“Everything I do now is primarily for my family. It is a very strong motivation and source of support.”

On the field, however, Sudakov is turning heads and winning plaudits.

Bids came in for the midfielder in January, with Napoli seeing an offer worth 40m euros (£34.24m) turned down. Sudakov instead renewed his contract, with Shakhtar reportedly adding a 150m euro release clause.

“There were offers from Juventus and Napoli,” explains Sudakov. “Other clubs also showed interest, but only these two teams made specific proposals.”

Sudakov has done his due diligence on other leagues, seeking advice from Chelsea forward Mykhailo Mudryk, a good friend, as well as confiding in Arsenal defender Oleksandr Zincheko, Genoa midfielder Ruslan Malinovskyi and Benfica goalkeeper Anatoliy Trubin.

“They all say that the level of football in their leagues is completely different,” he explains, stressing he remains “very happy” at Shakhtar.

“Speed, pace, quality of play and level of thinking are all superior. It is impossible to compare the Ukrainian championship with their leagues.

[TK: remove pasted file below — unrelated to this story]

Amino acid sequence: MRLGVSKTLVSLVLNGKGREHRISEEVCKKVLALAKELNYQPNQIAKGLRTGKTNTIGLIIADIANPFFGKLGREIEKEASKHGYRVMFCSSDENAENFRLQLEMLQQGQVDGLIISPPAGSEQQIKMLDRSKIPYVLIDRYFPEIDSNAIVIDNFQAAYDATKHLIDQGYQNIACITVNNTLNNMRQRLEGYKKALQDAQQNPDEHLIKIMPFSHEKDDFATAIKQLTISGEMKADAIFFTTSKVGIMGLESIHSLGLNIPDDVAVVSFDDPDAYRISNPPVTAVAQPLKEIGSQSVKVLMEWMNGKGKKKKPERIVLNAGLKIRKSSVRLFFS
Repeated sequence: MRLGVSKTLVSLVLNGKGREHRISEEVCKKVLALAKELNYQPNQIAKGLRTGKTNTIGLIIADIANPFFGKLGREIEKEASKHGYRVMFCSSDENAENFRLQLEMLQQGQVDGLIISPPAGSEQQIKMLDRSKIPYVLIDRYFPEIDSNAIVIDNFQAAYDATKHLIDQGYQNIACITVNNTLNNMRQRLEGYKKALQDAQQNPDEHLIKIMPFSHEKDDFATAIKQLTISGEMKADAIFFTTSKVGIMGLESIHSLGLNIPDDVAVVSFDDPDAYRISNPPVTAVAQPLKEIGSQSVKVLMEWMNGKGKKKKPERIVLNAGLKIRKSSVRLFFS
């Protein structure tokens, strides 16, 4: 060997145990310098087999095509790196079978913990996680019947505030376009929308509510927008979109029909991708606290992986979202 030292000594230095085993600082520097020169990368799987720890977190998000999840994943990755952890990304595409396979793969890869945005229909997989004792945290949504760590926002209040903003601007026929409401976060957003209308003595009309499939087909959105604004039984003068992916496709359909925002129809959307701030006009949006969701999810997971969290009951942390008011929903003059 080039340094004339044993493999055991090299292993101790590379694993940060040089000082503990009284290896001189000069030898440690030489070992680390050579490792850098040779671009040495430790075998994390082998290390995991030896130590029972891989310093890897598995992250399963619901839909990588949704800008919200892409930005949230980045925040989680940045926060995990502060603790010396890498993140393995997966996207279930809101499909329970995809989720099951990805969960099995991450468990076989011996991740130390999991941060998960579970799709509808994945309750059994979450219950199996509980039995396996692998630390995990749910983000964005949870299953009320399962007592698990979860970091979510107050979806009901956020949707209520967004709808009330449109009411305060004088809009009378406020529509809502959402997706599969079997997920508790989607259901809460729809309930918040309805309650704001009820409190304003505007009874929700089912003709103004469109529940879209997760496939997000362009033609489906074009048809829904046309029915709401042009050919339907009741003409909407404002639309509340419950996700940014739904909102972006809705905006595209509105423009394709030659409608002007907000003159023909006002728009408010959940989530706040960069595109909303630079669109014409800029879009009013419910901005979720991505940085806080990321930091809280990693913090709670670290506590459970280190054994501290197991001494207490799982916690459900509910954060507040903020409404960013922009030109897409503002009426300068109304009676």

“If you want to progress as a footballer, then you need to move to the one of the top five leagues. At the same time, Shakhtar are forming a very strong team striving not only to play in European competitions but also to achieve positive results.”

According to his former youth team coach Fernando Valente, Sudakov could play for Liverpool, Barcelona or Manchester City, though his first football kit was a Manchester United one with Cristiano Ronaldo on the back and his “hero” was Real Madrid’s Luka Modric.

“I feel comfortable with the ball and prefer to play attacking football,” he says, leaving any comparisons for others to make.

“I don’t really like playing with a lot of challenges and without the ball, but I understand that this is an integral part of football and I’m ready to develop those aspects of my game at the right time.”

‘We feel responsibility and pride’

Sudakov Shakthar

Sudakov has been attracting interest from some of Europe’s top clubs

Sudakov played a key role as Shakhtar won the Ukrainian title last season, which was completed behind closed doors after the previous campaign was cancelled.